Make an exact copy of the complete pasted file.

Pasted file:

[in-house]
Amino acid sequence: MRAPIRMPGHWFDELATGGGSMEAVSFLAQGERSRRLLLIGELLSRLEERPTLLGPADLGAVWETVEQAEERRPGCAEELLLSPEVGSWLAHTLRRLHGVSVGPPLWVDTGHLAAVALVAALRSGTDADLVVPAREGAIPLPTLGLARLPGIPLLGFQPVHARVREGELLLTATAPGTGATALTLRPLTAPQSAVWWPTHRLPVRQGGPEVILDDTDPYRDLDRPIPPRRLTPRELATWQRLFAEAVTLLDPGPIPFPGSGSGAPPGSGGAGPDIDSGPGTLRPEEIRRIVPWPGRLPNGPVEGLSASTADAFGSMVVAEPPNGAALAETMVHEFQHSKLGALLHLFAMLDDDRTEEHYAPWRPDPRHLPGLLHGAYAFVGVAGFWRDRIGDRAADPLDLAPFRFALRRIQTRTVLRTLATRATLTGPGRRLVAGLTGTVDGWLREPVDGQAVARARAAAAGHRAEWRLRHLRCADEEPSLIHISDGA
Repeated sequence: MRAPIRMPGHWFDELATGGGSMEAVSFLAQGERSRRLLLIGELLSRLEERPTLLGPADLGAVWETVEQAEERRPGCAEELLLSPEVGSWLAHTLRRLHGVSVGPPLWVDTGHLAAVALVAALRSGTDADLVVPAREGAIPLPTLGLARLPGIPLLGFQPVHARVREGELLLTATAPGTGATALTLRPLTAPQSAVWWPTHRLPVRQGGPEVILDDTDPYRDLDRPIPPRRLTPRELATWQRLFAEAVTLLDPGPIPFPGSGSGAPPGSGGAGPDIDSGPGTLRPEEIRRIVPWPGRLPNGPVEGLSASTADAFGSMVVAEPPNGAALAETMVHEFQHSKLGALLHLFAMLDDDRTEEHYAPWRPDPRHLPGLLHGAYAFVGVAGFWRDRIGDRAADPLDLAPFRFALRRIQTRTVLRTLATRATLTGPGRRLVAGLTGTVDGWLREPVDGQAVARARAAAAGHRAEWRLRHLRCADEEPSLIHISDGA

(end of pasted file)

[in-house]
Amino acid sequence: MRAPIRMPGHWFDELATGGGSMEAVSFLAQGERSRRLLLIGELLSRLEERPTLLGPADLGAVWETVEQAEERRPGCAEELLLSPEVGSWLAHTLRRLHGVSVGPPLWVDTGHLAAVALVAALRSGTDADLVVPAREGAIPLPTLGLARLPGIPLLGFQPVHARVREGELLLTATAPGTGATALTLRPLTAPQSAVWWPTHRLPVRQGGPEVILDDTDPYRDLDRPIPPRRLTPRELATWQRLFAEAVTLLDPGPIPFPGSGSGAPPGSGGAGPDIDSGPGTLRPEEIRRIVPWPGRLPNGPVEGLSASTADAFGSMVVAEPPNGAALAETMVHEFQHSKLGALLHLFAMLDDDRTEEHYAPWRPDPRHLPGLLHGAYAFVGVAGFWRDRIGDRAADPLDLAPFRFALRRIQTRTVLRTLATRATLTGPGRRLVAGLTGTVDGWLREPVDGQAVARARAAAAGHRAEWRLRHLRCADEEPSLIHISDGA
Repeated sequence: MRAPIRMPGHWFDELATGGGSMEAVSFLAQGERSRRLLLIGELLSRLEERPTLLGPADLGAVWETVEQAEERRPGCAEELLLSPEVGSWLAHTLRRLHGVSVGPPLWVDTGHLAAVALVAALRSGTDADLVVPAREGAIPLPTLGLARLPGIPLLGFQPVHARVREGELLLTATAPGTGATALTLRPLTAPQSAVWWPTHRLPVRQGGPEVILDDTDPYRDLDRPIPPRRLTPRELATWQRLFAEAVTLLDPGPIPFPGSGSGAPPGSGGAGPDIDSGPGTLRPEEIRRIVPWPGRLPNGPVEGLSASTADAFGSMVVAEPPNGAALAETMVHEFQHSKLGALLHLFAMLDDDRTEEHYAPWRPDPRHLPGLLHGAYAFVGVAGFWRDRIGDRAADPLDLAPFRFALRRIQTRTVLRTLATRATLTGPGRRLVAGLTGTVDGWLREPVDGQAVARARAAAAGHRAEWRLRHLRCADEEPSLIHISDGA